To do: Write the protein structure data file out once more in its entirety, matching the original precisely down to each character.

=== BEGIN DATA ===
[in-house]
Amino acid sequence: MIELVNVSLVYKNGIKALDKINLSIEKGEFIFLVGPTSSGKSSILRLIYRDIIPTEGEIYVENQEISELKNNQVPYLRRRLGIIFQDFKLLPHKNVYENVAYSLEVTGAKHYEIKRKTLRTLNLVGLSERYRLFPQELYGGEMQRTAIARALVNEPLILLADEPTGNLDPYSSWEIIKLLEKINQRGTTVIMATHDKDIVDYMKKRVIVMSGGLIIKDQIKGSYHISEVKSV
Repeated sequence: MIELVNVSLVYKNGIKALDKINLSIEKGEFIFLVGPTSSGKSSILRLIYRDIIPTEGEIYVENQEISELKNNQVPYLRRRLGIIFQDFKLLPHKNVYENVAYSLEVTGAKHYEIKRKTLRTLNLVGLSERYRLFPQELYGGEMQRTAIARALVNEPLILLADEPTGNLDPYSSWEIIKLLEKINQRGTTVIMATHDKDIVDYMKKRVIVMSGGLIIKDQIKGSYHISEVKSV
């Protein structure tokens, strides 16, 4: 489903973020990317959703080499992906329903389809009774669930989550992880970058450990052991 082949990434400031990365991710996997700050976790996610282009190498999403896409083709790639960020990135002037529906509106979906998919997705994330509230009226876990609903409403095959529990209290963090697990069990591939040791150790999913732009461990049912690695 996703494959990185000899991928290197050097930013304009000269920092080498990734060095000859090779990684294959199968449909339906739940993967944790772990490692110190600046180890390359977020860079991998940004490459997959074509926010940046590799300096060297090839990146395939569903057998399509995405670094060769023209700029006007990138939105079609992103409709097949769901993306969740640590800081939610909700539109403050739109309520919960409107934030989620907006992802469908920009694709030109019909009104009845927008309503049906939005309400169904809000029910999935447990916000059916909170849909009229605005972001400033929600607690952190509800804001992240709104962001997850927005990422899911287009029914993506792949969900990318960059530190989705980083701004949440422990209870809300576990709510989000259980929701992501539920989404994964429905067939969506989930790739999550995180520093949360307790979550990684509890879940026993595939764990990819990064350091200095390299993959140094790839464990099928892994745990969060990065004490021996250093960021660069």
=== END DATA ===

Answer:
[in-house]
Amino acid sequence: MIELVNVSLVYKNGIKALDKINLSIEKGEFIFLVGPTSSGKSSILRLIYRDIIPTEGEIYVENQEISELKNNQVPYLRRRLGIIFQDFKLLPHKNVYENVAYSLEVTGAKHYEIKRKTLRTLNLVGLSERYRLFPQELYGGEMQRTAIARALVNEPLILLADEPTGNLDPYSSWEIIKLLEKINQRGTTVIMATHDKDIVDYMKKRVIVMSGGLIIKDQIKGSYHISEVKSV
Repeated sequence: MIELVNVSLVYKNGIKALDKINLSIEKGEFIFLVGPTSSGKSSILRLIYRDIIPTEGEIYVENQEISELKNNQVPYLRRRLGIIFQDFKLLPHKNVYENVAYSLEVTGAKHYEIKRKTLRTLNLVGLSERYRLFPQELYGGEMQRTAIARALVNEPLILLADEPTGNLDPYSSWEIIKLLEKINQRGTTVIMATHDKDIVDYMKKRVIVMSGGLIIKDQIKGSYHISEVKSV
């Protein structure tokens, strides 16, 4: 489903973020990317959703080499992906329903389809009774669930989550992880970058450990052991 082949990434400031990365991710996997700050976790996610282009190498999403896409083709790639960020990135002037529906509106979906998919997705994330509230009226876990609903409403095959529990209290963090697990069990591939040791150790999913732009461990049912690695 996703494959990185000899991928290197050097930013304009000269920092080498990734060095000859090779990684294959199968449909339906739940993967944790772990490692110190600046180890390359977020860079991998940004490459997959074509926010940046590799300096060297090839990146395939569903057998399509995405670094060769023209700029006007990138939105079609992103409709097949769901993306969740640590800081939610909700539109403050739109309520919960409107934030989620907006992802469908920009694709030109019909009104009845927008309503049906939005309400169904809000029910999935447990916000059916909170849909009229605005972001400033929600607690952190509800804001992240709104962001997850927005990422899911287009029914993506792949969900990318960059530190989705980083701004949440422990209870809300576990709510989000259980929701992501539920989404994964429905067939969506989930790739999550995180520093949360307790979550990684509890879940026993595939764990990819990064350091200095390299993959140094790839464990099928892994745990969060990065004490021996250093960021660069």